As Pope Francis does, he caused a great stir in his visit to the United States. It was certainly felt here at Moreau Seminary as I saw many of the seminarians take time out of their busy schedules to watch the pope’s various speeches and read much news analysis of everything he was doing. It was easy to see in each place he visited the sea of people with their iPhones ready to get a close up picture of the Supreme Pontiff. This certainly has not been the first time a pope has visited our country—possibly you may remember the visits of John Paul II and Benedict. Yet there seems to be a different buzz that surrounded this visit. Why is that so? What’s different this time?
Since his election in 2013, Pope Francis has been raising eyebrows. Certainly, what he is saying is not different than other popes have said (although people are paying more attention to him for sure!) I think what’s catching people’s attention is what he is doing. Not only is he talking the talk, but he is walking the walk, doing things that are catching people’s attention. Just look at what he did while here in the US—he spoke to Congress and the United Nations, served the poor in Catholic Charities, assisted the World Meeting of Families and visited a grade school, among other things. In other words, the pope has been inserting himself, or rather, the Church, into many of the affairs that our country is dealing with.
More so than we have seen from popes recently, Francis is making his stance known on many hot-button issues. He mentioned environmental issues, talked about immigaration, exhorted human rights, spoke out against abortion and the death penalty and urged American citizens to see themselves as part of the global society. Many critics do not like how he is inserting himself into conversations of which he is not an expert, but I believe that Francis is not just trying to put in his two-cents about what is happening in our country. He, as head of the Church, is trying to inform these issues from the Church’s perspective. He is urging us to look at them differently and not necessarily divide them from our religious lives. These things are not just only political issues, but they are moral, spiritual, ecclesial issues. They touch upon the very substance of our lives and they require a fuller perspective to be taken on them, a perspective informed by faith. I am sure that the Holy Father knows that politicians will not approach these issues with such a lens, but we as Christians can and should. And I think that’s the point. Francis is inciting us Christians to look at these issues in light of faith and that they are ones we need to think about, engage and inform from our Christian perspective. The world is not separated from faith, but should be infused with it and we Christians can make that happen.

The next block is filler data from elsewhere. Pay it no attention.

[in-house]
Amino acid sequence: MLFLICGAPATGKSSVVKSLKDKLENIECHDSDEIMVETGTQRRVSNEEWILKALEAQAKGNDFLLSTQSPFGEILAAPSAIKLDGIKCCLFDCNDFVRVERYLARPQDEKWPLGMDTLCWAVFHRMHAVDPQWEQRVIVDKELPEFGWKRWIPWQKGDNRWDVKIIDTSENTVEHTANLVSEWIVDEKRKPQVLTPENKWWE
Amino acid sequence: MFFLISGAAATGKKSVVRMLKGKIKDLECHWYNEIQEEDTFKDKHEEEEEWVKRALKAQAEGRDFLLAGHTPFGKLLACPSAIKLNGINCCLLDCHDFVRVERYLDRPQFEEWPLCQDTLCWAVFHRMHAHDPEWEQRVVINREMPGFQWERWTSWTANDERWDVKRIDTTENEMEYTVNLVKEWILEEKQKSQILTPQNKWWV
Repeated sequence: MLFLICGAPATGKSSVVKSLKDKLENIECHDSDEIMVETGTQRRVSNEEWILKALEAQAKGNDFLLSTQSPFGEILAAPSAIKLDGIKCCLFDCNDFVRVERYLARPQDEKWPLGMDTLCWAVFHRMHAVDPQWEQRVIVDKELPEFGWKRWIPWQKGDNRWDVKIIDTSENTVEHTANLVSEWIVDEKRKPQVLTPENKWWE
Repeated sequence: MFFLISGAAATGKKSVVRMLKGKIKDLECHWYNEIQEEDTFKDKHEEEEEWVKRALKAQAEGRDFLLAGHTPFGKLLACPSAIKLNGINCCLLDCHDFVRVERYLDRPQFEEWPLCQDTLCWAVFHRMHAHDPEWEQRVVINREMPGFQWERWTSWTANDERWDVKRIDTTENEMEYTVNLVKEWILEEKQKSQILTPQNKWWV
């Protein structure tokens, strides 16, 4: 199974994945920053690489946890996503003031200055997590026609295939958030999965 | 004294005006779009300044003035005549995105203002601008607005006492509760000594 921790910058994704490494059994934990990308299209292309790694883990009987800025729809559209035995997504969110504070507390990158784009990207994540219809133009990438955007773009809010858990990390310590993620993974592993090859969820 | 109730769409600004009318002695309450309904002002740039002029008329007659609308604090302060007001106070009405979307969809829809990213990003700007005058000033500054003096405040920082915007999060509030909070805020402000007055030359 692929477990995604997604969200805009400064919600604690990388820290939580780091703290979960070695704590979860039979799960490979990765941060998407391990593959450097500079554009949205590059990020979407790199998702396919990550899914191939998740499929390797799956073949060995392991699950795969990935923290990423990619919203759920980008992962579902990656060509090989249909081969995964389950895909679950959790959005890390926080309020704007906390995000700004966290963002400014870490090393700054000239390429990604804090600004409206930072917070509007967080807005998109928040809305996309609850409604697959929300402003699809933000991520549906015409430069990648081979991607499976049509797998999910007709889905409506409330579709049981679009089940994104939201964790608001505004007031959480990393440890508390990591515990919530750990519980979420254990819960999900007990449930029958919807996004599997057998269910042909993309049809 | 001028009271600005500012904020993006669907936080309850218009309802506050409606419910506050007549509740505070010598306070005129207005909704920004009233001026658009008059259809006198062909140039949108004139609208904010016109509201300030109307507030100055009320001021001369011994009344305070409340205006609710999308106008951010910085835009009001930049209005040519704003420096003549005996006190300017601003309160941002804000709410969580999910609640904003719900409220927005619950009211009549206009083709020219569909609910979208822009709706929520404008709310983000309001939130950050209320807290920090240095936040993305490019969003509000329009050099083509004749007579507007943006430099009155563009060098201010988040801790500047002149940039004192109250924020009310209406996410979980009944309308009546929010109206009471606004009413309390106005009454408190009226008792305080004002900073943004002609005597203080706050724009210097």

Even as he gets involved in the big issues of our day, he still remembers the “lesser ones among us.” His visits to Catholic Charities and Our Lady Queen of Angels grade school in particular remind us to keep the poor and disadvantaged close to our hearts, as he has done since the beginning of his pontificate. Even as we allow our beliefs and faith to inform the issues of our world, Pope Francis still reminds us to keep an eye open to those who often go unseen, to actually do something in the immediate world in which we live to relieve the sufferings of those who hurt. If we work to bring faith into the pressing issues of our time, yet do nothing in order to implement that faith in our daily tasks, then we only end up being hypocrites. Francis is calling us to talk the talk and walk the walk as Christians, for that is the true witness that we can give to the world. Hence, I think that is why so many are attracted to him—he is giving us a living witness and he is calling us to follow his lead.
I know that I speak for us all at Moreau Seminary that we have been influenced greatly by the visit of Pope Francis and his actions and example. We strive to put into practice what he has been showing us to do, for he has exemplified how such a witness has influenced so many. We continue on our journey as Chriatian witnesses in this world and long to insert Christianity into the world’s issues and stay rooted in helping the less fortunate. As Guadium et Spes so beautifully points out, “The joys and the hopes, the griefs and the anxieties of the people of this age, especially those who are poor or in any way afflicted, these are the joys and hopes, the griefs and anxieties of the followers of Christ” (1.1). May we take as our own these joys and sorrows of our world, and with the example of Pope Francis, infuse hope into them and so be a witness that we do not walk apart from the rest, but right alongside with them.
Mr. Ryan Pietrocarlo, C.S.C., is currently in his fourth year of temporary vows, and lives at Moreau Seminary with his fellow seminarians and scholastics. Ryan graduated from Notre Dame with an undergraduate degree in biochemistry prior to entering into formation with Holy Cross. He is originally from East Rochester, New York.